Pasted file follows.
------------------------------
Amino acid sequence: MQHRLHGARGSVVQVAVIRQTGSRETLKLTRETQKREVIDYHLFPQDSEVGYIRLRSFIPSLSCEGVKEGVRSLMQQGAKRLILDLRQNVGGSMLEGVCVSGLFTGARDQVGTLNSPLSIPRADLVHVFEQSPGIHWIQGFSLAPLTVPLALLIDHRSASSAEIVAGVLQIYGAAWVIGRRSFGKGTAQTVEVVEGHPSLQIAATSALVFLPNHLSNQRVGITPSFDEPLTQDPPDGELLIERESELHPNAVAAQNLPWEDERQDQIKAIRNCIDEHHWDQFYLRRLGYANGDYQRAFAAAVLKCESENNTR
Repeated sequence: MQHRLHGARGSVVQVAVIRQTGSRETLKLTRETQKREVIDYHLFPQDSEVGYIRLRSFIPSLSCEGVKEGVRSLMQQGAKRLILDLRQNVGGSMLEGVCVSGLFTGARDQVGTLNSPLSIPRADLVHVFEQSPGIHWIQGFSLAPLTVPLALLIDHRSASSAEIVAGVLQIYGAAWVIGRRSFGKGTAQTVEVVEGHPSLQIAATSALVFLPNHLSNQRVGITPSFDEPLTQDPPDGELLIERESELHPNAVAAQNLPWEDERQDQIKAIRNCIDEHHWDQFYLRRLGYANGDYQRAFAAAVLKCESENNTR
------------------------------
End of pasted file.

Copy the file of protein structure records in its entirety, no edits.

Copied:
Amino acid sequence: MQHRLHGARGSVVQVAVIRQTGSRETLKLTRETQKREVIDYHLFPQDSEVGYIRLRSFIPSLSCEGVKEGVRSLMQQGAKRLILDLRQNVGGSMLEGVCVSGLFTGARDQVGTLNSPLSIPRADLVHVFEQSPGIHWIQGFSLAPLTVPLALLIDHRSASSAEIVAGVLQIYGAAWVIGRRSFGKGTAQTVEVVEGHPSLQIAATSALVFLPNHLSNQRVGITPSFDEPLTQDPPDGELLIERESELHPNAVAAQNLPWEDERQDQIKAIRNCIDEHHWDQFYLRRLGYANGDYQRAFAAAVLKCESENNTR
Repeated sequence: MQHRLHGARGSVVQVAVIRQTGSRETLKLTRETQKREVIDYHLFPQDSEVGYIRLRSFIPSLSCEGVKEGVRSLMQQGAKRLILDLRQNVGGSMLEGVCVSGLFTGARDQVGTLNSPLSIPRADLVHVFEQSPGIHWIQGFSLAPLTVPLALLIDHRSASSAEIVAGVLQIYGAAWVIGRRSFGKGTAQTVEVVEGHPSLQIAATSALVFLPNHLSNQRVGITPSFDEPLTQDPPDGELLIERESELHPNAVAAQNLPWEDERQDQIKAIRNCIDEHHWDQFYLRRLGYANGDYQRAFAAAVLKCESENNTR